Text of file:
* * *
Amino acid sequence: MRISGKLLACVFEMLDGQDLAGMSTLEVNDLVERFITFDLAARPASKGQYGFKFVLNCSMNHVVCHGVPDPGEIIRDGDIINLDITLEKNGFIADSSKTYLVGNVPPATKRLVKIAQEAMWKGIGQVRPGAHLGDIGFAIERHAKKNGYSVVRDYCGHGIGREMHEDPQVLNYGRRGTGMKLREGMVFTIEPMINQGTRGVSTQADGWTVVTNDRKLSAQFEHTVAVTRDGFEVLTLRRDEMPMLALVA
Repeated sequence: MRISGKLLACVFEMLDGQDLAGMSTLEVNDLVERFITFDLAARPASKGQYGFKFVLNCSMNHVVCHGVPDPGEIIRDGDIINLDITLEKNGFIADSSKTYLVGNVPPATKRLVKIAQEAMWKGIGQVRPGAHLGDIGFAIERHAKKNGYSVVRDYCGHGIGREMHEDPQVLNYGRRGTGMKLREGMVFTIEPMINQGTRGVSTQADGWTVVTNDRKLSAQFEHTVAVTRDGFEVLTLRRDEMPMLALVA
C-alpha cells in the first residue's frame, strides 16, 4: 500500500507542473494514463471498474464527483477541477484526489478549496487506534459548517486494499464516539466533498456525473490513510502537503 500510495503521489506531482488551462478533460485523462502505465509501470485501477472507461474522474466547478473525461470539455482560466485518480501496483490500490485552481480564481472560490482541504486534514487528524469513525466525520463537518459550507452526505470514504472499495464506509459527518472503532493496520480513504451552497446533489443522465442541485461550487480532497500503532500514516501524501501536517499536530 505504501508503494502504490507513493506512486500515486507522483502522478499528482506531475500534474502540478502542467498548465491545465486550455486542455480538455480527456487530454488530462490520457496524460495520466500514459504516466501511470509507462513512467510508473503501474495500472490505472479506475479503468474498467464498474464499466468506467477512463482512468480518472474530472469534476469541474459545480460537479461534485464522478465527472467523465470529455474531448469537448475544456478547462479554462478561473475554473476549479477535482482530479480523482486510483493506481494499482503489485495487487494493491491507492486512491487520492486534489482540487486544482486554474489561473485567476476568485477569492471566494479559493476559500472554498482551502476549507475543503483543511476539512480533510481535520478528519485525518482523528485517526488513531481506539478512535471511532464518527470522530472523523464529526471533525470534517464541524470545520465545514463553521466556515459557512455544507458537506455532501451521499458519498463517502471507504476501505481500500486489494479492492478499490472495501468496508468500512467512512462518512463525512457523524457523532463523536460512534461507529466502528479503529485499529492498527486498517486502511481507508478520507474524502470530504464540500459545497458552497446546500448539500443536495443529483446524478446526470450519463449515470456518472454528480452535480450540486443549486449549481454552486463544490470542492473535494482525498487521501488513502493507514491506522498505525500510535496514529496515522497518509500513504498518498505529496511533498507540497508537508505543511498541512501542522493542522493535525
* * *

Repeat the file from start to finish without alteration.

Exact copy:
Amino acid sequence: MRISGKLLACVFEMLDGQDLAGMSTLEVNDLVERFITFDLAARPASKGQYGFKFVLNCSMNHVVCHGVPDPGEIIRDGDIINLDITLEKNGFIADSSKTYLVGNVPPATKRLVKIAQEAMWKGIGQVRPGAHLGDIGFAIERHAKKNGYSVVRDYCGHGIGREMHEDPQVLNYGRRGTGMKLREGMVFTIEPMINQGTRGVSTQADGWTVVTNDRKLSAQFEHTVAVTRDGFEVLTLRRDEMPMLALVA
Repeated sequence: MRISGKLLACVFEMLDGQDLAGMSTLEVNDLVERFITFDLAARPASKGQYGFKFVLNCSMNHVVCHGVPDPGEIIRDGDIINLDITLEKNGFIADSSKTYLVGNVPPATKRLVKIAQEAMWKGIGQVRPGAHLGDIGFAIERHAKKNGYSVVRDYCGHGIGREMHEDPQVLNYGRRGTGMKLREGMVFTIEPMINQGTRGVSTQADGWTVVTNDRKLSAQFEHTVAVTRDGFEVLTLRRDEMPMLALVA
C-alpha cells in the first residue's frame, strides 16, 4: 500500500507542473494514463471498474464527483477541477484526489478549496487506534459548517486494499464516539466533498456525473490513510502537503 500510495503521489506531482488551462478533460485523462502505465509501470485501477472507461474522474466547478473525461470539455482560466485518480501496483490500490485552481480564481472560490482541504486534514487528524469513525466525520463537518459550507452526505470514504472499495464506509459527518472503532493496520480513504451552497446533489443522465442541485461550487480532497500503532500514516501524501501536517499536530 505504501508503494502504490507513493506512486500515486507522483502522478499528482506531475500534474502540478502542467498548465491545465486550455486542455480538455480527456487530454488530462490520457496524460495520466500514459504516466501511470509507462513512467510508473503501474495500472490505472479506475479503468474498467464498474464499466468506467477512463482512468480518472474530472469534476469541474459545480460537479461534485464522478465527472467523465470529455474531448469537448475544456478547462479554462478561473475554473476549479477535482482530479480523482486510483493506481494499482503489485495487487494493491491507492486512491487520492486534489482540487486544482486554474489561473485567476476568485477569492471566494479559493476559500472554498482551502476549507475543503483543511476539512480533510481535520478528519485525518482523528485517526488513531481506539478512535471511532464518527470522530472523523464529526471533525470534517464541524470545520465545514463553521466556515459557512455544507458537506455532501451521499458519498463517502471507504476501505481500500486489494479492492478499490472495501468496508468500512467512512462518512463525512457523524457523532463523536460512534461507529466502528479503529485499529492498527486498517486502511481507508478520507474524502470530504464540500459545497458552497446546500448539500443536495443529483446524478446526470450519463449515470456518472454528480452535480450540486443549486449549481454552486463544490470542492473535494482525498487521501488513502493507514491506522498505525500510535496514529496515522497518509500513504498518498505529496511533498507540497508537508505543511498541512501542522493542522493535525